Skip to main content

What is chronic kidney disease?

Chronic kidney disease is the slow loss (over a period of months or years) of kidney function over time. The kidneys' main function is to remove waste and excess water from the body. Chronic kidney disease causes a buildup of fluid and waste products in the body. Ultimately, the disease affects most body systems and functions, including red blood cell production, blood pressure control, vitamin D and bone health. In the final stage of chronic kidney disease, known as end-stage renal disease (ESRD), the kidneys cease to function. At this point, the patient needs kidney dialysis or a kidney transplant.


Early symptoms of chronic kidney disease often occur in conjunction with other illnesses. These symptoms may be the only signs of chronic kidney disease until the condition reaches more advanced stages.

Symptoms of chronic kidney disease may include:

  • General ill feeling and fatigue
  • Generalized, intense itching sensation (known as pruritus) and dry skin
  • Headaches
  • Unintentional weight loss
  • Appetite loss
  • Nausea

Other chronic kidney disease symptoms may develop, especially as kidney function worsens, including:

  • Abnormally dark or light skin
  • Bone pain
  • Brain and nervous system symptoms
    • Drowsiness and confusion
    • Problems thinking or concentrating
    • Numbness in the hands, feet or other areas
    • Muscle twitching or cramps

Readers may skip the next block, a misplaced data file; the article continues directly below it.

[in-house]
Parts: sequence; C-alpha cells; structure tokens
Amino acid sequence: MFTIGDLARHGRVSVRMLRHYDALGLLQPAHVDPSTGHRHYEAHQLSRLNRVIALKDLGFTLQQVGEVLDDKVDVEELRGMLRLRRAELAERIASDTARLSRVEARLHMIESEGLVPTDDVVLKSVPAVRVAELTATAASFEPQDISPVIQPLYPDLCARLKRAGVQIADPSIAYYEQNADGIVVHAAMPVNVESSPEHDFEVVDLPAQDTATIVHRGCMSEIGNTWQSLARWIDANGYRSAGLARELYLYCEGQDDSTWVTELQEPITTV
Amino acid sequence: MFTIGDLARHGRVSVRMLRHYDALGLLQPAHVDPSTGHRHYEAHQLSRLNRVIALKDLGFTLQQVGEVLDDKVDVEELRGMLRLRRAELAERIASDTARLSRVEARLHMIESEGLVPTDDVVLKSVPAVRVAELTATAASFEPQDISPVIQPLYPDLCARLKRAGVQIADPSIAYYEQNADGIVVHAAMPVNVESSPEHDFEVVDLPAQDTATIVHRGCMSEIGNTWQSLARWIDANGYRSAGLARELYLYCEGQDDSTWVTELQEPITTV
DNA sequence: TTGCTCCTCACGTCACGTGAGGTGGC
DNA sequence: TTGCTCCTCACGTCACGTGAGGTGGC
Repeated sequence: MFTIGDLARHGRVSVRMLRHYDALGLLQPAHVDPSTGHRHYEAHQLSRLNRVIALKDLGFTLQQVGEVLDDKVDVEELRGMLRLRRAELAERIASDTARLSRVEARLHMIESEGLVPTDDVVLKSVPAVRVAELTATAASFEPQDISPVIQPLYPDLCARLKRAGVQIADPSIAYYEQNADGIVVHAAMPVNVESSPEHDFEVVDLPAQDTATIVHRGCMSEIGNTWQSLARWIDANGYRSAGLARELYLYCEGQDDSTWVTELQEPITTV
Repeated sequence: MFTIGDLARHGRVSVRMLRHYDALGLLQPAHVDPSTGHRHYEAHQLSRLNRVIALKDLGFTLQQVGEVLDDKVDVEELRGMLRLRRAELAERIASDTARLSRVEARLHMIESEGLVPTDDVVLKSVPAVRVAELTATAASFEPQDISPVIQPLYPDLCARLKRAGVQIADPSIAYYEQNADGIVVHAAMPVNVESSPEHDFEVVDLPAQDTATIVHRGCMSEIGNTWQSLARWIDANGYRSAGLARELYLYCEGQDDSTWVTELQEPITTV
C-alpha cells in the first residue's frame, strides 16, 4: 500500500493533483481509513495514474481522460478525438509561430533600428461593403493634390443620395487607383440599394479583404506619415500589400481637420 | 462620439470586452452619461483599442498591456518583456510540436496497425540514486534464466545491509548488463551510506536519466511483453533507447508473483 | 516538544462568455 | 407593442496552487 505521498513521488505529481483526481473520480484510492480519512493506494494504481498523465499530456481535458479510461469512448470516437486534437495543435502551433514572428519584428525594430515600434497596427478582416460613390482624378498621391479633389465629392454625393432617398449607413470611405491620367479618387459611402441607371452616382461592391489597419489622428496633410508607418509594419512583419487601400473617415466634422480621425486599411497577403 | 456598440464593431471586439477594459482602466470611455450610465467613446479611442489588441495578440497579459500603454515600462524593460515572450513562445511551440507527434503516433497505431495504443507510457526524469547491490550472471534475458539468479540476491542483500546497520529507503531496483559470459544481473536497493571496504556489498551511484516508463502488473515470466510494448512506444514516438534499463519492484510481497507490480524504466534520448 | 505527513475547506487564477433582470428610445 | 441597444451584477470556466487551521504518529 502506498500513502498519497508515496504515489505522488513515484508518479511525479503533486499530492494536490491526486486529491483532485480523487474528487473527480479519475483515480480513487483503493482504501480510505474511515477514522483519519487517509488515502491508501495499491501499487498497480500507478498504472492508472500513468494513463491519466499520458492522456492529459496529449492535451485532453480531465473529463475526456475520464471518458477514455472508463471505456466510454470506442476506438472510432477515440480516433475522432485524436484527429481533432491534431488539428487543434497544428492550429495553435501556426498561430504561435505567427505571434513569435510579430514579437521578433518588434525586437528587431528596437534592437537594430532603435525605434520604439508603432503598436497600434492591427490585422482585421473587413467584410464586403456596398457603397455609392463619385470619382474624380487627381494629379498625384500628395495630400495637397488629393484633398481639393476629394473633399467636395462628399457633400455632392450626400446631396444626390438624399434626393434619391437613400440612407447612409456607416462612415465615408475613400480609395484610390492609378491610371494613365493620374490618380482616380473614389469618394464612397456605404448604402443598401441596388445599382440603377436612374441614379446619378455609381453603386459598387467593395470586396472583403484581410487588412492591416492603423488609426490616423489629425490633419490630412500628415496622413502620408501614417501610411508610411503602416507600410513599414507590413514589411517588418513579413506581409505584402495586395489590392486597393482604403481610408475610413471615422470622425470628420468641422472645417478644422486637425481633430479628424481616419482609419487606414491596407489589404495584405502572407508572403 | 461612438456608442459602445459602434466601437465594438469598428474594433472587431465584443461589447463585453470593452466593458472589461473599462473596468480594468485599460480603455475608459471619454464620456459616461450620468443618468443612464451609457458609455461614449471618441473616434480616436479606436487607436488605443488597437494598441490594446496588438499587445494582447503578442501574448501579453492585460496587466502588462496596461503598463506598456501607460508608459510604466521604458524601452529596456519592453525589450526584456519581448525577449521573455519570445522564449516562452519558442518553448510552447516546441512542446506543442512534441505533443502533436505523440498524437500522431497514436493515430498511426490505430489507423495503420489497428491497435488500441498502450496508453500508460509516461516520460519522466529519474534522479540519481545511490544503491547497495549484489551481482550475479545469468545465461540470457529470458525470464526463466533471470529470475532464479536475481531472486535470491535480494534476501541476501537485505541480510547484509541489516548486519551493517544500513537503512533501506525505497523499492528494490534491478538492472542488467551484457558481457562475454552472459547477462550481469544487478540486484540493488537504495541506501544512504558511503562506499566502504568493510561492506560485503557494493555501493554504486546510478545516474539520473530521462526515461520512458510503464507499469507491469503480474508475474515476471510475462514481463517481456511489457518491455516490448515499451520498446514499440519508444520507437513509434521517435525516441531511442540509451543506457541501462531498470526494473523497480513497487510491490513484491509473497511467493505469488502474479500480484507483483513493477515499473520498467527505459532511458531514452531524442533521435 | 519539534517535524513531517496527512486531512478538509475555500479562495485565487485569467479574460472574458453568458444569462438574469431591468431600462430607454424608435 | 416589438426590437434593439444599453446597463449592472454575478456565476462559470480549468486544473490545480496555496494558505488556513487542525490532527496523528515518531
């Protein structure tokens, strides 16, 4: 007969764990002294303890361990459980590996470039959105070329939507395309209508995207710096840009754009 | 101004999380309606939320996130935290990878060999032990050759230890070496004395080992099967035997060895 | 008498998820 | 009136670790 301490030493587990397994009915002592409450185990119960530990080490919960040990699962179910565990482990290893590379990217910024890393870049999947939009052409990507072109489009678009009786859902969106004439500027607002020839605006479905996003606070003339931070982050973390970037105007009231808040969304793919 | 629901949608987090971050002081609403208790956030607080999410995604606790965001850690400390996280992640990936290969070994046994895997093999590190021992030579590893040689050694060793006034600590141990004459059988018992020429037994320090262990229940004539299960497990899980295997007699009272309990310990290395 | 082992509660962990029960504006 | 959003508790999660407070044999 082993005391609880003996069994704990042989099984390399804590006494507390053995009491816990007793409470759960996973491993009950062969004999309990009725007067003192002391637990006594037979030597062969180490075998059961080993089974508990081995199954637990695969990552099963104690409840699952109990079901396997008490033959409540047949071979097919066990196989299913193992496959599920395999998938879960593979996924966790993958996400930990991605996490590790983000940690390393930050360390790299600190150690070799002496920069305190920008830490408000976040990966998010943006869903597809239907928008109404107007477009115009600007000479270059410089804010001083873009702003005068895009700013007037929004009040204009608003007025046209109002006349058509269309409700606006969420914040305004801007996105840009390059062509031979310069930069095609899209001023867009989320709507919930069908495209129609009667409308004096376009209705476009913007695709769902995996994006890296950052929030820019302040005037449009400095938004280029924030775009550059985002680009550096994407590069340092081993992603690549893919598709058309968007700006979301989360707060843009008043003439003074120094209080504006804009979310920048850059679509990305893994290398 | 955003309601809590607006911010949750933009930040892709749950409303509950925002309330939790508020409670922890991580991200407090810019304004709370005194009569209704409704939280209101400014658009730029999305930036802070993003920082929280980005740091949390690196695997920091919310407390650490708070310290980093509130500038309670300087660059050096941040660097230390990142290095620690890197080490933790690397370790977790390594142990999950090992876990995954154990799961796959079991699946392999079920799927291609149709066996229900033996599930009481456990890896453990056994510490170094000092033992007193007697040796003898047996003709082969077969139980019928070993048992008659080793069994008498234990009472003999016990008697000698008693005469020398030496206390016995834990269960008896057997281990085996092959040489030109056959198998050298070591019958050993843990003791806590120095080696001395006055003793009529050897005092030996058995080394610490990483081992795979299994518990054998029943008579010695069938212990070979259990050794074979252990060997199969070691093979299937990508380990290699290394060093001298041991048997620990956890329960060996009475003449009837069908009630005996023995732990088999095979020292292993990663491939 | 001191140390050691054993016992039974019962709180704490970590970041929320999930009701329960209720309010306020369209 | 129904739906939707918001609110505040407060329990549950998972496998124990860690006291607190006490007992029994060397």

• Breath odor
  • Easy bruising and bleeding
  • Blood in the stool
  • Excessive thirst
  • Frequent hiccups
  • Low level of sexual interest and impotence
  • Menstrual periods stop (amenorrhea)
  • Sleep problems, such as insomnia, restless leg syndrome and obstructive sleep apnea
  • Swelling of feet and hands (edema)
  • Vomiting, usually in the morning


The two most common causes of chronic kidney disease are diabetes and high blood pressure; together, they account for most cases.

A wide variety of other diseases and conditions can lead to kidney damage including:

  • Problems involving arteries leading to or inside the kidneys
  • Birth defects of the kidneys (such as polycystic kidney disease)
  • Various pain medications and other drugs
  • Certain toxic chemicals
  • Autoimmune disorders (such as systemic lupus erythematosus and scleroderma)
  • Injury or trauma
  • Glomerulonephritis
  • Kidney stones and infection
Go to top